The air sure is thin here. This is the time in tournaments when England are usually engaged in a root and branch review and when some poor scapegoat is being brutalised on the back pages. Not this time. 48 became 16, 16 was wittled down to eight, and now we're here: four teams left and England, amazingly, are among them.

They remains so but, sadly, in name only: they will compete in the third-place playoff on Saturday, having lost 2-1 to Croatia after extra-time.

England now have a clear first eleven

Continuity - again - had been England's start point. Gareth Southgate named the same team which had started four of the five games, again keeping faith with the back-three, again opting for Jesse Lingard's thrust from midfield. Croatia, perhaps unexpectedly, deferred to security. Beaten down by the attritional games against Denmark and Russia, both of which went beyond 120 minutes, Zlatko Dalic restored Marcelo Brozovic to his midfield. The message was clear enough: Dalic was expecting an assualt and he wanted protection.

And an extra man in midfield alongside Luka Modric and Ivan Rakitic? That couldn't be a bad thing, especially given England's understandable fear of that Clasico pairing. Nevertheless, the Croatian selection was respectful, maybe overly so, and it betrayed a manager who was possibly overly-concerned with an opponent's threat.

By the end of the evening that looked like a premature assessment, but it was still a strange approach: as his players would go on to show, he had the greater talent at his disposal.

Croatia were overly respectful

It was also a semi-final which offered Croatia a chance of reaching unknown territory. Barring their wonderful summer in 1998, they've been a perennial disappointment at international tournament and this, their last World Cup with the golden Modric, Rakitic generation, offered a final chance for validation. It created pressure which, early on, leaked into their game. While England passed their way into the match, their opponents prodded nervously - and clumsily.

Inside five minutes, Modric had bundled Dele Alli over on the edge of the box after Jesse Lingard had slithered into the final third. It was in Gascoigne range, Beckham territory. Tonight, it was perfect for Kieran Trippier, who arched the free-kick up and over the wall and high into Danijel Subasic's net. Early. Really early. But a perfect start.

...and it weakened them initially

The goal jolted Dalic's players. Denied the ability to ease into the occasion, their structure quickly began to creak. England would have to wait until the half hour for another clear chance, with Subasic spreading well to deny Kane, but prior to that Sterling and Lingard had prowled with menace. Southgate's tactic was clear enough: employ quick transitions to isolate and exploit an immobile centre-half pairing, then get quick feet on the ball as often as possible.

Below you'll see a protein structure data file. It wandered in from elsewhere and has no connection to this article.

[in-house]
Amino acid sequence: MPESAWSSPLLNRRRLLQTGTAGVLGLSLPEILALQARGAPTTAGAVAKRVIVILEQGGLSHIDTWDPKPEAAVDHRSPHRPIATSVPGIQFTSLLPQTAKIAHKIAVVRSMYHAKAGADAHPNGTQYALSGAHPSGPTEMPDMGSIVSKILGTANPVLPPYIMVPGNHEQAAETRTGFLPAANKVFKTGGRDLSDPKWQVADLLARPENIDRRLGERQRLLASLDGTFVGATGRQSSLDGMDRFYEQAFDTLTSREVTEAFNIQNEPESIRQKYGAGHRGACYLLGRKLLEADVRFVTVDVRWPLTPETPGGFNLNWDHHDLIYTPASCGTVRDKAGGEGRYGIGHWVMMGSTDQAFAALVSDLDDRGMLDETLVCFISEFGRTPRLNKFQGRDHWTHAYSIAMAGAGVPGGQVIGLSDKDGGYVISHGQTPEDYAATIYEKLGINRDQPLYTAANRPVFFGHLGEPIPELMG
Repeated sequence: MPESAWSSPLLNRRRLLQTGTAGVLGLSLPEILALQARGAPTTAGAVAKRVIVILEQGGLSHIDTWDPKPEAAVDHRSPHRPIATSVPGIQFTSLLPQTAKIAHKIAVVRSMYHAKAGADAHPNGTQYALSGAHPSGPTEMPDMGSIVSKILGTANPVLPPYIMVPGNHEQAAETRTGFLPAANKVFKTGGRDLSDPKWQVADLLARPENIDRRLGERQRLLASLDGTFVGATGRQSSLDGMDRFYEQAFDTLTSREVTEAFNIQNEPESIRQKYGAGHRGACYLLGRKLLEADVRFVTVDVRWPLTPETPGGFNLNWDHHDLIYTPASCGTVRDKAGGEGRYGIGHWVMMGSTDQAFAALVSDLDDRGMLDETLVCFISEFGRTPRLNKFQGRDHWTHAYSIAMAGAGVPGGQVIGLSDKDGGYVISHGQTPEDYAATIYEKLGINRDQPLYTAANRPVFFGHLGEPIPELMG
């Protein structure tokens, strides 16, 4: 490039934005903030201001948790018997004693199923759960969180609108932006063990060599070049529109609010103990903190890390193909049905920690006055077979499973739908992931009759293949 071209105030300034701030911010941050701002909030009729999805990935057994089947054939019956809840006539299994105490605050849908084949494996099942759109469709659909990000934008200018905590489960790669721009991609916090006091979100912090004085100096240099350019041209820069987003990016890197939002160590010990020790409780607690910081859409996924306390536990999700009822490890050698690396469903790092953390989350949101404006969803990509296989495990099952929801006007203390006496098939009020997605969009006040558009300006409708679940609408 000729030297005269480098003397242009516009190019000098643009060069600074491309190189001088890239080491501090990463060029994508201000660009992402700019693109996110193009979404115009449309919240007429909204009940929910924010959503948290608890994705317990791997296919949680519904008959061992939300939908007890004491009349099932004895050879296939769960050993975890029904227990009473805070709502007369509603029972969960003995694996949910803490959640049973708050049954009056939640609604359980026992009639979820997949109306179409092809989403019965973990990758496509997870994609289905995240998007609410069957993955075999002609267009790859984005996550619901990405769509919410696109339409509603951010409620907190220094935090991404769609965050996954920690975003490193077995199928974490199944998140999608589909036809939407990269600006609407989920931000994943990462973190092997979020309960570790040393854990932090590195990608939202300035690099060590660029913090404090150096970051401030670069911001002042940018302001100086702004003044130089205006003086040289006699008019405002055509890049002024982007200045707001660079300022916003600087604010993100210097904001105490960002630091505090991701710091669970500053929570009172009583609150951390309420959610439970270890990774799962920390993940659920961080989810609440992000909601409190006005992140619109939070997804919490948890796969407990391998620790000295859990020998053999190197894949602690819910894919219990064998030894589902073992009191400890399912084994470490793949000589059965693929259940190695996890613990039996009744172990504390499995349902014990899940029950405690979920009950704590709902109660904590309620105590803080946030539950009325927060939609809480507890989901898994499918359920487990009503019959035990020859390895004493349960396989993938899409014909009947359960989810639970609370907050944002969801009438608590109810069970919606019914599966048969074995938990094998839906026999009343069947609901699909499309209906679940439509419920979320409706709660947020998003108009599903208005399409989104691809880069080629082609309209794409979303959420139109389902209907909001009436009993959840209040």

It worked, too. Sterling was as menacing as he had been in an England shirt for a long time and when Lingard shot wide after good work from Alli and Kane, Southgate was close to the second goal he desperately wanted and which his side would have deserved.

The mind began to wonder back to Croatia's quarter-final and to those tired bodies which collapsed to the floor after beating Russia. It's certainly easier to look like a tired side when trailing, but they were a blunt team in the first-half, sloppy in possession and never looking likely to force an equaliser. England succeeded in exposing issues which were real enough, but you did wonder how much they'd been exaggerated by tournament fatigue.

Fatigue - clearly - had been overstated

But this has been a long competition for England, too, and that strain started to show in the second half as the feared Croatian technique became more vivid. The sideways passes of the first 45 minutes were gone and, galvanised by urgency, Modric and Co began to cut the lines. England survived for a while, dropping deep and protecting Jordan Pickford, but eventually the resurgence told: Ivan Perisic beat Kyle Walker to Sime Vrsalko's whipped cross and cut his team level.

England rocked. The possession was gone, with it the control. Perisic nearly added a second minutes after his first, denied only by the post after a defensive mix-up. Suddenly, this was old England: uncomposed, backs-to-the-wall, anywhere will do England. Hello again, old friend. This was a game entirely changed. Croatia had dragged themselves off the canvas, finally had their foot on the ball and, by the end of normal time, were comfortably the better side.

At the whistle, Dalic's over-deference to England's strengths really looked like a smart way of drawing their sting.

Croatia had the efficiency when it mattered

Extra-time is often an ordeal; a thirty minute trudge towards the penalty minutes. Not this time - unfortunately. Mandzukic had one chance to win the game, but was brilliantly denied by Pickford. Sadly, England gave him another: an aimless header drifted through the England box and this time Mandzukic was not to be denied, shooting across Pickford and in.

The irony, of course, was that England were supposed to get stronger as the game went on. After Croatia's gruelling tournament past they were supposed to wilt as the shadows crept in. Not so. By the time the scoreline changed for the third and final time, Southgate's players were spent.

They go out. They've won friends and admirers, they've repaired their relationship with the public back home, but they go out all the same. Maybe football will come home some day, and after these few weeks there's reason to believe that it might, but it won't be this year.